Financial Services businesses need robust processes and controls to protect their customer information from cyber attack – that’s the message from the Federal Court’s recent decision in ASIC v RI Advice Group  FCA 496.
RI Advice Group (RI Advice) is a financial services provider and it approved independently owned authorised representatives (ARs) to provide financial services on its behalf. These ARs electronically receive, store, and access confidential and sensitive personal information about RI Advice’s retail clients.
Between June 2014 and May 2020, RI Advice’s ARs suffered nine cybersecurity incidents, with the most severe occurring in December 2017 when the personal information of several thousand clients was compromised.
The personal information included:
- personal details, including full names, addresses and dates of birth and in some instances health information;
- contact information, including contact phone numbers and email addresses; and
- copies of documents such as driver’s licences, passports and other financial information.
In one incident in June 2014, one of the ARs email accounts was hacked and five clients received a fraudulent email requesting the transfer of funds.
One client made transfers totalling $50,000.
In August 2020, ASIC commenced proceedings against RI Advice for its failure to have implemented policies, plans, procedures and controls which were reasonably appropriate to manage the risk of cyber attack in its AR network.
What cybersecurity issues were identified?
It was revealed that there were a variety of issues in the ARs’ management of cybersecurity risk at the time of the incidents.
- computer systems which did not have up-to-date antivirus software installed and operating;
- no filtering or quarantining of emails;
- no backup systems in place, or backups not being performed; and
- poor password practices including sharing of passwords between employees, use of default passwords, passwords and other security details being held in easily accessible places or being known by third parties.
Cybersecurity measures were present, but inadequate
RI Advice did have cybersecurity measures in place.
As it became aware of the cybersecurity incidents, RI Advice had taken steps and had in place measures to reduce cybersecurity risk for its ARs, including:
- training sessions, professional development events, and information provided through RI Advice’s weekly newsletter for ARs;
- an incident reporting process where cyber incidents could be discussed; and
- ‘Professional Standards’ recommendations and obligations for its ARs including password-protecting documents sent via email that contained clients’ personal information; not using personal email addresses; using up to date security software; backing up data; and implementing a password policy.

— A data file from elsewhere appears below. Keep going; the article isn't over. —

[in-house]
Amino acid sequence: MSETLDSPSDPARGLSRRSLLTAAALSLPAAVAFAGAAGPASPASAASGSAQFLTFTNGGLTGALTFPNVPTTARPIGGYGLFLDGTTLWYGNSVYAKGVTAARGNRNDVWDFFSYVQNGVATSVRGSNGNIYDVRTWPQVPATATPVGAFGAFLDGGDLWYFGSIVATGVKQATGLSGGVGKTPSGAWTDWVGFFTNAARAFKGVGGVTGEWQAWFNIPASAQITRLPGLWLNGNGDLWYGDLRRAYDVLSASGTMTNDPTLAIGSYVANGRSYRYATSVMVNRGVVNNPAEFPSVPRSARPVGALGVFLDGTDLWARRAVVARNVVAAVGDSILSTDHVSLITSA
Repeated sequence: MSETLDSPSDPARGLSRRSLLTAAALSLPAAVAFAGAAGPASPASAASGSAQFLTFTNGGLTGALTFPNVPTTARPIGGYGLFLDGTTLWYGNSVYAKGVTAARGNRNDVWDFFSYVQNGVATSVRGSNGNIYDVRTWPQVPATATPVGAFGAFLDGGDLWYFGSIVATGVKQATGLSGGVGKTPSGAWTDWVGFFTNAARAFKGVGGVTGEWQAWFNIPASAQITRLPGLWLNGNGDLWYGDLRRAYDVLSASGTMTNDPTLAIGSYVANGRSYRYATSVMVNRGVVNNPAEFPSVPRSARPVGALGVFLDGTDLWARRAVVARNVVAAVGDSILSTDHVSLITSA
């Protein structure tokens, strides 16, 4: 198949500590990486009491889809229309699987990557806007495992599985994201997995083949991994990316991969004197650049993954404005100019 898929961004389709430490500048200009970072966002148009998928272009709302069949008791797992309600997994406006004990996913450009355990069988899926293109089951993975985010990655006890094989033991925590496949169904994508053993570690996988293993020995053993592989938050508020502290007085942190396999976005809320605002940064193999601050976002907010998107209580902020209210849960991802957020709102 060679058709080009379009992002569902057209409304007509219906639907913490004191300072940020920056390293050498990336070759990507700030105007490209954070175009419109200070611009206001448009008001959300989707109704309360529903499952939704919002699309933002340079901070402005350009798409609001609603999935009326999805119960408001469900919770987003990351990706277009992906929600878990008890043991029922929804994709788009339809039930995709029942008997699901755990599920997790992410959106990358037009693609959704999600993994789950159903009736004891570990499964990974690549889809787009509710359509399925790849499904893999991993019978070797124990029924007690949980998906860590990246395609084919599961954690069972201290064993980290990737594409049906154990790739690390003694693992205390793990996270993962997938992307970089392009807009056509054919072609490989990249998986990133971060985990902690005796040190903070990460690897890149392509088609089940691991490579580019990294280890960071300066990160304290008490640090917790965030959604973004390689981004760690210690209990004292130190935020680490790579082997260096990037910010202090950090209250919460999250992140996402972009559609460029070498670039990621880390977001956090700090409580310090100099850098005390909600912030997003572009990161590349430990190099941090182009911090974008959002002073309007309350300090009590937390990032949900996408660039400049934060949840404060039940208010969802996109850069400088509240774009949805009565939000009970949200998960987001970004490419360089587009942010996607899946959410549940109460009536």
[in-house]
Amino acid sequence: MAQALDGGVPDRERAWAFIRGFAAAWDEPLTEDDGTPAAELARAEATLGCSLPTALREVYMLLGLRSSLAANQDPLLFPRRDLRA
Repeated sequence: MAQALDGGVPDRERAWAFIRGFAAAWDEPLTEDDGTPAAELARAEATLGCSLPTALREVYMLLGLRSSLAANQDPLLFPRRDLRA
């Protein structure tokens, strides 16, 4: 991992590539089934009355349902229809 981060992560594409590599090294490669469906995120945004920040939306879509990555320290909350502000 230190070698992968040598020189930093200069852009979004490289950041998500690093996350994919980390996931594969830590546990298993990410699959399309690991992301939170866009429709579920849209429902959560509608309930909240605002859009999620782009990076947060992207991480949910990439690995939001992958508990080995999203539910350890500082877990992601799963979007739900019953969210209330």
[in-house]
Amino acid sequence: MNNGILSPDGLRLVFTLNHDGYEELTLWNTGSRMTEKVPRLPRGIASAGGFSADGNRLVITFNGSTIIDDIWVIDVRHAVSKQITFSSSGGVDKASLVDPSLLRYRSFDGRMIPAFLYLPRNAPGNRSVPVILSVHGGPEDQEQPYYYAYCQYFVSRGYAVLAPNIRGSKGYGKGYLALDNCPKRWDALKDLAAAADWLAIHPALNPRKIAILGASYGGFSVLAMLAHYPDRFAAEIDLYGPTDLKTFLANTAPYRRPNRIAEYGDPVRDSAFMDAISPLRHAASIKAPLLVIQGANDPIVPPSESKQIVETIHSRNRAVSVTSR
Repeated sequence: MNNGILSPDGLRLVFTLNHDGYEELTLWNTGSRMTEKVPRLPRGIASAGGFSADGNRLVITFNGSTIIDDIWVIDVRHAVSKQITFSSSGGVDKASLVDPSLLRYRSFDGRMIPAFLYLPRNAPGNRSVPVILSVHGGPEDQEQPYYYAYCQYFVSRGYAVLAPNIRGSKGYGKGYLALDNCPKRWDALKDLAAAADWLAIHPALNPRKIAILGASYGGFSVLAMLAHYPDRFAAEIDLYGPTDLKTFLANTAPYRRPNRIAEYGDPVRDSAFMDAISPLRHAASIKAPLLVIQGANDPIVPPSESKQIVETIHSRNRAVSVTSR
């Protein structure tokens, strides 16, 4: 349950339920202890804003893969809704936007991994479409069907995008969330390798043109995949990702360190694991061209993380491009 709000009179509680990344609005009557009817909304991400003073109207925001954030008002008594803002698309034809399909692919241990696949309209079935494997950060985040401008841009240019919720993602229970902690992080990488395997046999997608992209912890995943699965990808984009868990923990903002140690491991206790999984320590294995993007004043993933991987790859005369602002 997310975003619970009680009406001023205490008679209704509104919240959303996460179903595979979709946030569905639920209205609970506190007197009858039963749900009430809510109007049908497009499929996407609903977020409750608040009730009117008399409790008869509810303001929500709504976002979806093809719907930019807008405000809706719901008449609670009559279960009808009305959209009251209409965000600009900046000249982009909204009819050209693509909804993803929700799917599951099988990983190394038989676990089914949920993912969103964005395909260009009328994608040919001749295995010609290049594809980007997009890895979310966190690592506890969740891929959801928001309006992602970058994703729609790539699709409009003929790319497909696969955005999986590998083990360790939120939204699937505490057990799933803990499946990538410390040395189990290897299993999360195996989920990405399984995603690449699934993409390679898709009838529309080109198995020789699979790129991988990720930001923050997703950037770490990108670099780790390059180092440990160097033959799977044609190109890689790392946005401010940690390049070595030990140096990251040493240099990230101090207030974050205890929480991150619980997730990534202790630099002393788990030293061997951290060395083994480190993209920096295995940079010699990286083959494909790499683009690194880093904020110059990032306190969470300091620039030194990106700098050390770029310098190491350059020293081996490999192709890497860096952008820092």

Following the incidents, RI Advice engaged multiple external advisory firms to investigate past failures and review cybersecurity practices.
However, RI Advice admitted that prior to doing so, it did not have systems in place that were ‘adequate’ to manage cybersecurity risk across its AR network, and it took too long to implement and ensure the appropriate measures were in place.
As a result, the Court declared that RI Advice had breached ss 912A(1)(a) and (h) of the Corporations Act 2001 (Cth), which requires financial services licensees to (a) “do all things necessary to ensure that the financial services covered by the Licence are provided efficiently, honestly and fairly” and (h) “have adequate risk management systems”.
What were the consequences for RI Advice?
Despite having already engaged experts, the Federal Court ordered that RI Advice must engage a cybersecurity expert to identify what, if any, further measures were necessary to adequately manage cybersecurity risk.
The implementation of any recommended measures was required to be commenced within 90 days, with the cost of these measures to be paid by RI Advice.
RI Advice was also ordered to pay a fixed amount of $750,000 towards ASIC’s costs.
What should businesses take from this?
This decision is a reminder that you shouldn’t wait for cybersecurity issues to arise before you take action to improve your company’s cybersecurity infrastructure.
The fact that RI Advice had taken steps to implement updated measures was insufficient to prevent the legal action taken against them by ASIC for the incidences that occurred.
RI Advice accepted that it should have had a more robust implementation of its cybersecurity program across all of its AR network.
Even if you have provided for adequate cybersecurity systems in the past, this does not mean that your current systems remain adequate.
The Court said:
“Risks relating to cybersecurity, and the controls that can be deployed to address such risks, evolve over time. As financial services are increasingly conducted using digital and computer technology, cybersecurity risk has also increased.
“Cybersecurity risk forms a significant risk connected with the conduct of the business and provision of financial services. It is not possible to reduce cybersecurity risk to zero, but it is possible to materially reduce cybersecurity risk through adequate cybersecurity documentation and controls to an acceptable level.”
Read the full judgement of Australian Securities and Investments Commission v RI Advice Group Pty Ltd  here.
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